All too often dismissed as merely a flavoring for food, especially as a curry powder, turmeric has been one of the staple Indian and Chinese medicines for thousands of years, relieving and healing a number of conditions.
What is turmeric?
The yellow flowered plant from which it is derived is a member of the ginger family and grows freely in India, Indonesia and China, as well as many other tropical regions. In China they take the dried aromatic root and grind it to a fine powder. This way the release of another active ingredient, curcumin, is also maximized; producing an orange colored and volatile oil. Apart from its healing applications, its culinary applications are as a colorant and flavoring for food; particularly meats, pickles and baked foods.
An overview of what does turmeric does.
Two of the common and traditional Chinese uses of turmeric are in the treatment of flatulence and menstrual irregularities. However, being an anti-oxidant and an anti-inflammatory agent, it is also used to reduce inflammation of the shoulders, knee and elbow joints and giving relief from rheumatoid arthritis. Recent investigations also suggest that it could play a role in lowering cholesterol levels, reducing the risk of thrombosis and could even prevent cancers, especially of the colon and mouth. However, these anti-cancer and cholesterol reducing powers have so far only been observed in laboratory conditions with animals.
How turmeric works.
As an anti-oxidant turmeric works similarly to vitamins C and E, indeed turmeric is said to be as powerful an anti-oxidant as those two vitamins. As such it provides excellent protection to our cells against damage caused by oxygen carrying free radicals. In conjunction with the oil curcumin, turmeric acts as an anti-inflammatory if applied as a poultice or if used orally. The combined effects of being an anti-inflammatory and an anti-oxidant mean that it will also increase the secretion of bile and the production of enzymes in the liver. Subsequently, it will help to protect the liver from a build up of toxins. Finally the curcumin associated with turmeric is thought to stimulate the body’s natural production of cortisone from the adrenal glands, which will generally help the body to self-heal.
Major benefits of turmeric.
Taken orally the main benefit of turmeric is actually down to the action of the curcumin, which is to suppress the release of inflammatory agents within the body’s tissue. As indicated above, the curcumin, mixed with the turmeric, has therapeutic properties similar to those of cortisone and phenylbutazone, in instances of acute inflammation. However, unlike the injection of cortisone to reduce inflammation, using turmeric has no toxic effect. Applying turmeric poultices is common practice throughout the Indo-China regions to ease the pain associated with inflammation in the muscles and joints.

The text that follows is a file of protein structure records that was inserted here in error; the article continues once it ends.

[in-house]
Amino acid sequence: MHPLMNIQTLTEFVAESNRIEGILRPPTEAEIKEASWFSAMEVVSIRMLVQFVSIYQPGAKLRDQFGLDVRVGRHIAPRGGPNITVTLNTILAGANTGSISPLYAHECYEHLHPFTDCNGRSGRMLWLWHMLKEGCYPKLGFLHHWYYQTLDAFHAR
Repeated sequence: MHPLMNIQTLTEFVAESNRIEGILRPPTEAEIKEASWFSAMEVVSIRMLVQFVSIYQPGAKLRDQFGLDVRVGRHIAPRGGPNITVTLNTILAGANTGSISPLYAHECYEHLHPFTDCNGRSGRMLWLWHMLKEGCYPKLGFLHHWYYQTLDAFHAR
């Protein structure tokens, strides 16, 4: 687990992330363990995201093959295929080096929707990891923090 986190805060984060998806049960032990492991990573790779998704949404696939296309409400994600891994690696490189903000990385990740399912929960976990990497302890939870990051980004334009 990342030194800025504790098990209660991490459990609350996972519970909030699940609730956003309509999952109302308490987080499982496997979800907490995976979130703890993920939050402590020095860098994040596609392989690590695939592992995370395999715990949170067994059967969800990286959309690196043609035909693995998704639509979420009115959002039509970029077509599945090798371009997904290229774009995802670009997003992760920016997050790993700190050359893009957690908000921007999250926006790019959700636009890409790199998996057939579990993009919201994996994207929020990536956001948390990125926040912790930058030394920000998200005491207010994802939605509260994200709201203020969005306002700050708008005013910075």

Additional benefits of turmeric.
Although simply down to traditional use, turmeric will help people with indigestion, preventing the build up or discomfort caused by wind through the action of releasing or relieving it. Thus, by preventing internal spasms it can be said to have a positive effect on the gastrointestinal system. By boosting the bodies anti-oxidant systems turmeric might prove to be an aid in the fight against cancer, by inhibiting the initial formation and then regressing the development of cancer cells. Its anti-cholesterol properties are down to it being able to prevent the coagulation of blood platelets; as well as seeming to have a role in combating atherosclerosis. Regarding the liver, the Chinese are well known for their concern about bile and their health. However, in science the production of bile is linked to the health of the liver, so the ability of turmeric to stimulate bile acid can only be of benefit to the liver.
Turmeric can be purchased as either the powder or a capsule, but using the capsule is the easiest way to regulate the dosage you consume. The recommended daily dose for turmeric is between 500mg and 1000mg per day. For example, if you want to use turmeric as an anti-inflammatory agent the best way to take it is in three 300mg doses across the day with meals. When buying turmeric look on the label and check that the preparation has 95% curcuminoids in the root extract. Consumption of turmeric can be improved by using it in conjunction with the enzyme bromelain, which improves absorption. However, taken this way it should be used between meals. As with any health supplement always consult your physician before embarking on a course of turmeric. Generally, in the recommended doses turmeric is perfectly safe to use. If you should already have gallstones, or another liver complaint, be aware that as turmeric increases the production of bile, this might complicate your gallstone symptoms, as they will hinder the flow of the extra bile. A bit of a dichotomy this next one, but an excess of turmeric could, in some people, cause gastrointestinal problems and aggravate ulcers. However, that information could be at odds with the use of turmeric as a gastrointestinal calmer. Also, other studies have shown that the use of turmeric in the recommended doses actually affords protection against the formation of ulcers.